According to international numeracy and literacy testing of 15-year-olds, Australian students are lagging behind their peers in other developed countries.
A recently released report from the OECD Program for International Student Assessment (PISA) revealed that Australia ranked only 25th of 72 participating countries in mathematics, with Australian students 28 months behind their peers in top-ranked Singapore.
“Both literacy and numeracy have received a lot of press … [because] the international testing regime has seen Australia slide marginally there,” Mr Johnson said.
“Probably the biggest discrepancy lies between the haves and the have-nots.”
‘Mathematics has been given a bit of a bad rub’
While Mr Woo is now on a mission to change the perception of maths, he did not always plan to become teacher, let alone a maths teacher.
“The subjects I chose [at school] were heavily weighted in the humanities, which is somewhat unusual for a South-East Asian migrant growing up in Australia,” he said.
“It wasn’t until I went to university and had to interact with maths at a different level that I really started to connect with it.”
Mr Woo’s parents migrated to Australia in the early 1970s for better education opportunities, and had high expectations for their youngest child.
A former student at the top academic selective school in NSW, James Ruse Agricultural High School, Mr Woo completed his Higher School Certificate in 2003, scoring an Australian Tertiary Admission Rank (ATAR) of more than 98.
Being in the top 2 per cent of the state meant he could have done anything career-wise.
“My mum expected my brother to study something quite typical of Asian families, something like law,” Mr Woo’s sister, Kylie Woo said.
“For Eddie to pursue teaching rather than … law or medicine, which he potentially could have done, was kind of like a slap in the face [to his parents],”she said.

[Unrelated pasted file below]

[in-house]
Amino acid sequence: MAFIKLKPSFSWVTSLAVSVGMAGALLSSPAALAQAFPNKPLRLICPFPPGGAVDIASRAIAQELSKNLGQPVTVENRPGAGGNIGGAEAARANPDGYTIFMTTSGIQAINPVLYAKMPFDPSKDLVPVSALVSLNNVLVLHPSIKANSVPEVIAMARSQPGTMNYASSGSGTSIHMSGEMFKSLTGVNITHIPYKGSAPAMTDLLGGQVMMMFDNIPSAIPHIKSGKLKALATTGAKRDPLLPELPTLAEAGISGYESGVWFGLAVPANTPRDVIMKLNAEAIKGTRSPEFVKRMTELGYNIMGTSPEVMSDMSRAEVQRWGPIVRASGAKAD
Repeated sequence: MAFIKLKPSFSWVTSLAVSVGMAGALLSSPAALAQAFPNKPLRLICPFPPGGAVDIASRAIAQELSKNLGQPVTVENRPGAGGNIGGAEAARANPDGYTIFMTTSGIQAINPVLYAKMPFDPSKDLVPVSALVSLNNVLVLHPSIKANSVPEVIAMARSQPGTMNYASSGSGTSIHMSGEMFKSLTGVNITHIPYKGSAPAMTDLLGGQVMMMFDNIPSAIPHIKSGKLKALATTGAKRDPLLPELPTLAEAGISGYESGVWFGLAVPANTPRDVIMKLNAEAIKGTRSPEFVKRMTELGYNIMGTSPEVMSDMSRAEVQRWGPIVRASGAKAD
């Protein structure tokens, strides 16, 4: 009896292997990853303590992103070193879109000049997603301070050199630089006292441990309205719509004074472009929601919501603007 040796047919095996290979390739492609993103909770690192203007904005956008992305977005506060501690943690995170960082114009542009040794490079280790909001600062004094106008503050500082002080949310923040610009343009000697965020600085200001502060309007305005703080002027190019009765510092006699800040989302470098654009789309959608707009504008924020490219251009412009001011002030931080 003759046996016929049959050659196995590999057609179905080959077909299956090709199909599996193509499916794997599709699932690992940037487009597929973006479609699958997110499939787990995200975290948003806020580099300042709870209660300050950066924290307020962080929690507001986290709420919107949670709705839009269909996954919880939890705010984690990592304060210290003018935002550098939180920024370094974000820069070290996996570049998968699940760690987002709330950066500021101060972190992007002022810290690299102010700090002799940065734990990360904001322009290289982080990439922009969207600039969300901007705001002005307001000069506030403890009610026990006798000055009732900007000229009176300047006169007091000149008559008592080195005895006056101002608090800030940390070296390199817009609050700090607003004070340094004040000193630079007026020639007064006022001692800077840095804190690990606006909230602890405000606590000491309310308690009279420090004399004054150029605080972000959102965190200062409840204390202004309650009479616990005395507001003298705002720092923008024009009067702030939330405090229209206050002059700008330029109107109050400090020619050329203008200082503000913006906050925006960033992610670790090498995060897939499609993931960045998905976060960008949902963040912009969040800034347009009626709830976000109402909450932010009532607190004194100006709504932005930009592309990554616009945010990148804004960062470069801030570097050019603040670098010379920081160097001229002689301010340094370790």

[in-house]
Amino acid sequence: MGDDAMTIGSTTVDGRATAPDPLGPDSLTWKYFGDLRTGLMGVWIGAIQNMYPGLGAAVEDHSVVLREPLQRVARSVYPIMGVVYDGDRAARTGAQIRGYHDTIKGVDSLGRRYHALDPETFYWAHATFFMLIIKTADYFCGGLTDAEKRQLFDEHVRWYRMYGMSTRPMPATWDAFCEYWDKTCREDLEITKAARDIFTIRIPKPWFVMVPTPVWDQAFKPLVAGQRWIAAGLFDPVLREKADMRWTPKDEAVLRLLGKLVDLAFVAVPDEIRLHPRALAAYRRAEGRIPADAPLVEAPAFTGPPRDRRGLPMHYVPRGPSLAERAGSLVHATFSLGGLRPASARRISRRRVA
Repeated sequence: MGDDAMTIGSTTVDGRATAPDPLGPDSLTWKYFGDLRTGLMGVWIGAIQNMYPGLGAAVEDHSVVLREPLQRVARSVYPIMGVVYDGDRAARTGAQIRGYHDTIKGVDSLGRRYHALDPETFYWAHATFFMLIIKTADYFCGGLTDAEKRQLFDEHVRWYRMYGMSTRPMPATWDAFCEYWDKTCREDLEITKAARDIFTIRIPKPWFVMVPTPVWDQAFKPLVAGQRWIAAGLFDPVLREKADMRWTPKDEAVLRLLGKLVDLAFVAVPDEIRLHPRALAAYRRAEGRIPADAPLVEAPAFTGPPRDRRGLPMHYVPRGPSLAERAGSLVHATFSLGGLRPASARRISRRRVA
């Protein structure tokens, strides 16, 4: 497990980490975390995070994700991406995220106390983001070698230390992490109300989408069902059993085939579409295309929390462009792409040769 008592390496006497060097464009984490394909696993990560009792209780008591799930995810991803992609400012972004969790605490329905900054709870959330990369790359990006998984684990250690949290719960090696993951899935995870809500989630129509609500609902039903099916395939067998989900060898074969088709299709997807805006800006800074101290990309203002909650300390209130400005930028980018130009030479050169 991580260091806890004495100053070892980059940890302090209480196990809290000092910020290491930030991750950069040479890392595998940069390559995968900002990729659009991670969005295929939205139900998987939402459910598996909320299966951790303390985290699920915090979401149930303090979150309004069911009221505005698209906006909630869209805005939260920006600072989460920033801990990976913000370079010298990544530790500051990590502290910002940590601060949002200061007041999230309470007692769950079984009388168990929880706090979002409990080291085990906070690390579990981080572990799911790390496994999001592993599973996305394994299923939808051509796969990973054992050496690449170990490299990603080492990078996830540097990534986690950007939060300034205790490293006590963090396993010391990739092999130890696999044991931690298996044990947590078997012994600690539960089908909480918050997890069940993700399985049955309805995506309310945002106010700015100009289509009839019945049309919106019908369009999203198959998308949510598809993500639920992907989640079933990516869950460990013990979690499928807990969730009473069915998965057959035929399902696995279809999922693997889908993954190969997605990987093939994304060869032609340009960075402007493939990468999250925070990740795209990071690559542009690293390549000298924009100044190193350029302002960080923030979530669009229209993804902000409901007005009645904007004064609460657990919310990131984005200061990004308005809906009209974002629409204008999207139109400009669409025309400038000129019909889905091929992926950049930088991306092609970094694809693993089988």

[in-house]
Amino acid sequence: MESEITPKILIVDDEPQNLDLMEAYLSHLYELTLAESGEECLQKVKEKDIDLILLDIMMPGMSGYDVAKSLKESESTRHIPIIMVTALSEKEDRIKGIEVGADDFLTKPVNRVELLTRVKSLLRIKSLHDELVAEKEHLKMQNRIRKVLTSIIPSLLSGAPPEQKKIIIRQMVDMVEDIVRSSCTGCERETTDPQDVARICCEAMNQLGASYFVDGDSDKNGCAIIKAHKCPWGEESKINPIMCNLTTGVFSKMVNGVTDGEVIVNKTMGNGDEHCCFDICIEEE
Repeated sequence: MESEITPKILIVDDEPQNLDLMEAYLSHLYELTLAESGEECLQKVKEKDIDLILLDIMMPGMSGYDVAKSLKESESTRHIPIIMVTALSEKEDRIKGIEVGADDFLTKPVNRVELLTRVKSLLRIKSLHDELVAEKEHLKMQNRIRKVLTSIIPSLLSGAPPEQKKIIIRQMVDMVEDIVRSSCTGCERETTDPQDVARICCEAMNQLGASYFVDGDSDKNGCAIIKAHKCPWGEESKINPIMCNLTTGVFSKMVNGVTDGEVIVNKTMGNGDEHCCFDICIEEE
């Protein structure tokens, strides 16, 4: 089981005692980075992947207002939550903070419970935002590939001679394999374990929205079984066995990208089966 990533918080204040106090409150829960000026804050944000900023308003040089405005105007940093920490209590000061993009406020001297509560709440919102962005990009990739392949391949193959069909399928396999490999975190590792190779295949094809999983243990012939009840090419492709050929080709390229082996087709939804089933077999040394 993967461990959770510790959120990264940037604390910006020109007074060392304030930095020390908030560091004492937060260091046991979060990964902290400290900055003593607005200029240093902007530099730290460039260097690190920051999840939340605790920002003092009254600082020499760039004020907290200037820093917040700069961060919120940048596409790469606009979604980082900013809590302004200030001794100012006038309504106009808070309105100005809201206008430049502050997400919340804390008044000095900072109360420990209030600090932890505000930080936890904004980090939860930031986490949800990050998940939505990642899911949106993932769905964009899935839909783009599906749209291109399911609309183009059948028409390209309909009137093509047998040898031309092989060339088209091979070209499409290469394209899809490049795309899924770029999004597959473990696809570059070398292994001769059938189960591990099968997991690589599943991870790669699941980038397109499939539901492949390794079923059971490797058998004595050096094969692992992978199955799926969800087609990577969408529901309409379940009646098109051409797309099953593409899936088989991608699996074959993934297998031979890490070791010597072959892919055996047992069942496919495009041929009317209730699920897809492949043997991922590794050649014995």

“They’ve given up everything for him and [they’re thinking] he’s chosen to do something where he’s not using his full potential.”
Mr Woo said his desire to help students was partially born out of the racism and bullying he experienced as one of only a few children of Asian background in his suburban Sydney primary school in the early ’90s.
“There are definitely parts of my upbringing and the difficulties that I had at school that make me want to take those students who I can see are having difficulty… [and help them] come out of that experience,” he said.
‘Just a normal guy doing what he loves’
In April, Mr Woo won the 2017 University of Sydney Young Alumni Award for Outstanding Achievement.
In March, he was one of 12 Australian teachers honoured at the Commonwealth Bank Teaching Awards.
These awards were just the latest in a string of accolades Mr Woo has received in recognition of his contribution to teaching.
“Eddie’s just a normal guy just doing something that he loves, and so all this attention is a bit strange really,” Mrs Woo said.
Mr Johnson said he had no doubt about the value and popularity of his young head maths teacher.
“I’m worried that I might lose him! That bothers me, that he might get poached,” he said.
For Mr Woo, though, it is all about giving back to a system that gave him so much.
“I was raised in public education, I received a world-class education in principle for free, and so what I’m doing is just paying it forward,” he said.
Source : abc news
This post was created with our nice and easy submission form. Create your post!